Starting a hydroponic garden is pretty simple. Choose your plants, choose your system, choose the perfect spot in your house. But what if you need a little more info on what type of system will work best for the plants you want to grow in the space you have? Don’t worry! That’s where we come in.
There are six main types of in-home hydroponic systems, each with its own pros and cons, depending on what you’re looking to grow and how much room you have to work with. We’ll explore wick, deep water culture, ebb and flow, drip method, nutrient film technique and aeroponics systems to help you decide the best choice for your hydroponic garden.
Arguably the easiest hydroponic system to work with, a wick system is perfect for beginners. It doesn’t need electricity, pumps or aerators, and it usually needs a grow medium like perlite, vermiculite or coco coir.
This system utilizes nylon wicks that go around the plants and down into the nutrients. Because it doesn’t use a lot of water or pass along a large amount of nutrients, the wick system works best with herbs or other smaller plants. You definitely want to avoid trying to grow larger plants that need more nutrients like tomatoes or peppers. And because you’ll sometimes find that water and nutrients aren’t absorbed as uniformly as other systems, it’s important to flush the system with fresh water regularly (about every week or two).
Plus, if you’re limited on space, this system is fantastic since you can utilize a reservoir container like a quart-size mason jar, which doesn’t take up much room at all.
Deep Water Culture
Another excellent choice for beginner hydroponic gardeners, deep water culture (DWC) systems put your plants’ roots right into the water and nutrients, allowing for maximum absorption. You’ll need to use net pots in order to keep the plants properly in place, as well as a diffuser or air stone to ensure they receive the correct amount of oxygen.
DWC systems are incredibly versatile, meaning that they can handle pretty much any type of plant, especially larger ones with deeper roots. And because the plants are right in the water and absorb nutrients and oxygen consistently, they tend to flourish and grow very quickly. So if you’re looking for fast results, this may be the best option for you.
Many people use a hydroponic bucket or large plastic tote for this type of system, so you’ll have to consider the amount of space you have before going with this option. However, creating your own deep water culture system is pretty simple, making it the perfect DIY project.
Ebb and Flow
Though the ebb and flow system is still a good choice for beginners, it can require a little more maintenance. But if you’re up for a challenge that doesn’t cost a ton of money—it’s the one for you. The basic setup for an ebb and flow system is filling a sizable grow bed (this can be as simple as a plastic tub) with a grow medium such as perlite or rockwool, which is then submerged with nutrient-packed water. A pump with a timer is utilized to regularly drain the water and avoid overflow. And if you’re looking for a quicker way to flood and drain, you can use an automatic drain in lieu of a pump.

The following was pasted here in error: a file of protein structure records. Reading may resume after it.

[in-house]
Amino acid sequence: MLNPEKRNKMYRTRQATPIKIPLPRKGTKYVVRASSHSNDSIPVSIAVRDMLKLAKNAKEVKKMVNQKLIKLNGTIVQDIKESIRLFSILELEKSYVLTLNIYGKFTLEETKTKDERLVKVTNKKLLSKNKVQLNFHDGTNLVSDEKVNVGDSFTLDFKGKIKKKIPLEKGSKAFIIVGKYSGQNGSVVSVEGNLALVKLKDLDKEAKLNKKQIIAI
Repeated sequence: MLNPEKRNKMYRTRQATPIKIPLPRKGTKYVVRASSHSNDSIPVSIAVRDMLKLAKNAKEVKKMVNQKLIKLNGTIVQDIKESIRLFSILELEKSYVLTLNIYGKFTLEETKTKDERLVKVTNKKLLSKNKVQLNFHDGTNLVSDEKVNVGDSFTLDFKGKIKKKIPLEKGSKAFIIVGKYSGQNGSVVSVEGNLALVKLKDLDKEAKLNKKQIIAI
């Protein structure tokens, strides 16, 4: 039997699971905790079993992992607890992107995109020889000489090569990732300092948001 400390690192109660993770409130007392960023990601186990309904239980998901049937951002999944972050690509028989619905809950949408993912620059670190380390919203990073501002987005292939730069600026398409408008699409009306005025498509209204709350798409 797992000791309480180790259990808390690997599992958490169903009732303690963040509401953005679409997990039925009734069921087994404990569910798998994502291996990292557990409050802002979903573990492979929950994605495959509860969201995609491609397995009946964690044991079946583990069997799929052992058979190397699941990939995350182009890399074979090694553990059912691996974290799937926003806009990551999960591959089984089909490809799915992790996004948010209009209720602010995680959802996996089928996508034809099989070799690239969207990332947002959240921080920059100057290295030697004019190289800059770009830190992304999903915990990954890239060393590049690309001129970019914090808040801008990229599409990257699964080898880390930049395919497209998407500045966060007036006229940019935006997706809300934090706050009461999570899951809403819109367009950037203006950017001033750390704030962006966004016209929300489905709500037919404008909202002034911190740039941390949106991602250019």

The ebb and flow system is great for all sorts of plants, though it’s probably not the best option for larger plants since the grow medium and nutrient solution take up a fair amount of space in the bed on their own. You also want to keep an eye on the pump to ensure that it’s running properly and giving your plants the nutrients and water they need.
The drip method is for hydroponic gardeners who can handle a bit more of an intermediate system. That being said, they’re relatively easy to set up, using a pump and a tube that delivers the nutrient solution right to the base of the plant. An adjustable drip emitter regulates how much of the solution goes to the plant, which is great because you can tailor each one to fit the specifications of each of your plants.
You can also choose to build a circulating or non-circulating drip system. The main difference being that a circulating system provides a steady, consistent drip. Just be sure to keep a close eye on the pH and nutrient levels if you choose a circulating system, since they can go up and down with so much water movement.
If space is a concern, rest assured that the drip method system can be small or large, depending on which types of plants you’re looking to grow. And because the flow can be easily modified, it’s a fantastic choice for most any plant, making it extremely versatile.